Former Gossip Girl and Easy A star Penn Badgley seems refreshingly grounded about the fact that he’s being bombarded with romantic online attention from women who’ve fallen under the spell of Joe, the romance-minded nutcase killer on the Netflix (originally Lifetime) series You. As the A.V. Club’s Joelle Monique put it in her essay on the sly dissection of male romantic heroes and their attendant clichés in You’s first season: “Joe is a self-professed romantic with a skewed way of thinking—his motivation is to protect his partner, but he doesn’t leave her any room to be herself.” Oh, and as Badgley noted to The Late Show’s Stephen Colbert when describing a crew-unnerving photo shoot where his character is seen stalking his first season “love” interest Beck (Elizabeth Lail), that particular woman “isn’t around any more” for season two. (Colbert made a grimacing throat-slash gesture to indicate that Joe’s version of romantic obsession is a whole lot more toxic than idealized masculine.)
Still, Badgley wasn’t unaware of why his creepy, murderous stalker character is—in You’s tricky exercise in satirical point-of-view—seen as a potential love object for very real viewers of the show. Calling the series (co-created by Sera Gamble and Greg Berlanti) “social commentary,” the actor explained that, to him, “We are purposely creating a device that’s meant to be provocative, hopefully thought provoking, and not just titillating.” Along those lines, Badgley responded to Colbert’s question about what fans’ “thirsty” reaction to the serial killer he’s playing says about society by noting, “It says something about how much we’re willing to be patient and forgive someone who inhabits a body that looks something like mine, the color of my skin, my gender, these sorts of things, these sorts of privileges.” Doubling down on that point, Badgley decried “how much less willing to forgive people who don’t those boxes.”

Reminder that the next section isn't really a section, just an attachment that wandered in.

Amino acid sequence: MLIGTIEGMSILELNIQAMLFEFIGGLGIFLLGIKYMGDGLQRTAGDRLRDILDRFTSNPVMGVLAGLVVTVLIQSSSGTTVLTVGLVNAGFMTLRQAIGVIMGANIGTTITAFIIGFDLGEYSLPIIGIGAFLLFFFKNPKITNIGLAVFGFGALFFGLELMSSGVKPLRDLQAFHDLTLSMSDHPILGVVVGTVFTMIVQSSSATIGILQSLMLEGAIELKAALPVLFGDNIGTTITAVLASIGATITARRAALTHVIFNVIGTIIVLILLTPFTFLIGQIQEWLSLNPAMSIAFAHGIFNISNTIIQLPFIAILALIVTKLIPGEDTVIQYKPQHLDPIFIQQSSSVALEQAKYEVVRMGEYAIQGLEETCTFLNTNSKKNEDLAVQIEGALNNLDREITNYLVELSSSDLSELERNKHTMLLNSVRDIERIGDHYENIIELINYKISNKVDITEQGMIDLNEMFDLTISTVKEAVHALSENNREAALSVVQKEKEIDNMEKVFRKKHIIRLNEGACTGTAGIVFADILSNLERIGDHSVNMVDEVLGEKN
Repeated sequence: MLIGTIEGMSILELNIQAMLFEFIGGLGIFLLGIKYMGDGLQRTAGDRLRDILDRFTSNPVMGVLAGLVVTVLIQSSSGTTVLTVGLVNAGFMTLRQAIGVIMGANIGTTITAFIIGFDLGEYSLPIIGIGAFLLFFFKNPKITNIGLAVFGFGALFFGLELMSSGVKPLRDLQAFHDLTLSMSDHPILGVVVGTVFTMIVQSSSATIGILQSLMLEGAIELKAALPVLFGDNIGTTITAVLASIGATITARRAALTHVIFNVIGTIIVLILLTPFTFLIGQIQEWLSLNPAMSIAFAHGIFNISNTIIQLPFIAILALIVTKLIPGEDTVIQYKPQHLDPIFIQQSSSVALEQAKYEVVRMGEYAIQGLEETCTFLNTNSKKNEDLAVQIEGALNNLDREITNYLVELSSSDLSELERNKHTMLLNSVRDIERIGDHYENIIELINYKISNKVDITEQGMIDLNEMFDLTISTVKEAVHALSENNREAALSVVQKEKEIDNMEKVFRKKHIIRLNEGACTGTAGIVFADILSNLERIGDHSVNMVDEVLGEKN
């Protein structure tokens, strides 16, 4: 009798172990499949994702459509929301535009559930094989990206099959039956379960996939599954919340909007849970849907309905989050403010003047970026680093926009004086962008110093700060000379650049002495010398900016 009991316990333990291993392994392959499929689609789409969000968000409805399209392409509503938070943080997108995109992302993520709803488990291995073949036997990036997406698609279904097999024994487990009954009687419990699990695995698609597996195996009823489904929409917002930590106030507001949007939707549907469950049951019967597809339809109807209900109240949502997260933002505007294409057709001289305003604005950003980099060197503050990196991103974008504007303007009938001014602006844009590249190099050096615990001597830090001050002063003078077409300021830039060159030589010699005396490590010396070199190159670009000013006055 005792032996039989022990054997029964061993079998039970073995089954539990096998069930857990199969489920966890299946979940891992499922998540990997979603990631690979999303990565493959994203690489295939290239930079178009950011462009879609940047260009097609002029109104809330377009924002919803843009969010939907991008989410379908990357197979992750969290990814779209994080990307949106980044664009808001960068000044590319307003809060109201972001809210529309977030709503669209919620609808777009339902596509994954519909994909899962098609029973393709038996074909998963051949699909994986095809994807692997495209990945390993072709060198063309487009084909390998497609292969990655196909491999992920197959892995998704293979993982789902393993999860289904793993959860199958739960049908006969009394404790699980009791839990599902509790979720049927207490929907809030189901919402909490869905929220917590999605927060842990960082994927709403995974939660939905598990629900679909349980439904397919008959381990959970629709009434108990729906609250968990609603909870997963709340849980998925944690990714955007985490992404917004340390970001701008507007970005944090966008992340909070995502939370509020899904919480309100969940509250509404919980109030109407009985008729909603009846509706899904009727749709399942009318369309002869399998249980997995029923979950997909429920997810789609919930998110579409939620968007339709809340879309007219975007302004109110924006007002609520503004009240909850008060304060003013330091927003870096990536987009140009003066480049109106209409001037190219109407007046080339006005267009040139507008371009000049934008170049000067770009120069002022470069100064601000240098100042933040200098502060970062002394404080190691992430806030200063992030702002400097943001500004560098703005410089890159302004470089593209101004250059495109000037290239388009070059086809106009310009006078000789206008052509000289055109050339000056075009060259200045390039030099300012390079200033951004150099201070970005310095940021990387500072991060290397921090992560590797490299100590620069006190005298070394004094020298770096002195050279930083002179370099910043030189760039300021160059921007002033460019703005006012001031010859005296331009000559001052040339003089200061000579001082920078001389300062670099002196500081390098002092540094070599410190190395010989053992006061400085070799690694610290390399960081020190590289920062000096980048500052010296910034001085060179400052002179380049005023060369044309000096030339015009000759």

Underlining the point of just how much less work a hunky white guy has to do to get attention, Badgley then demonstrated how easily he can go from the affable talk show celebrity to creepy serial monster. Staring into Colbert’s camera three, Badgley simply turned off his puppy dog smile and did nothing. (What Joelle called Badgley’s “dead shark eyes” helps.) It sort of worked, honestly, proving that, for handsome white guys, even evil is a comparative walk in the park.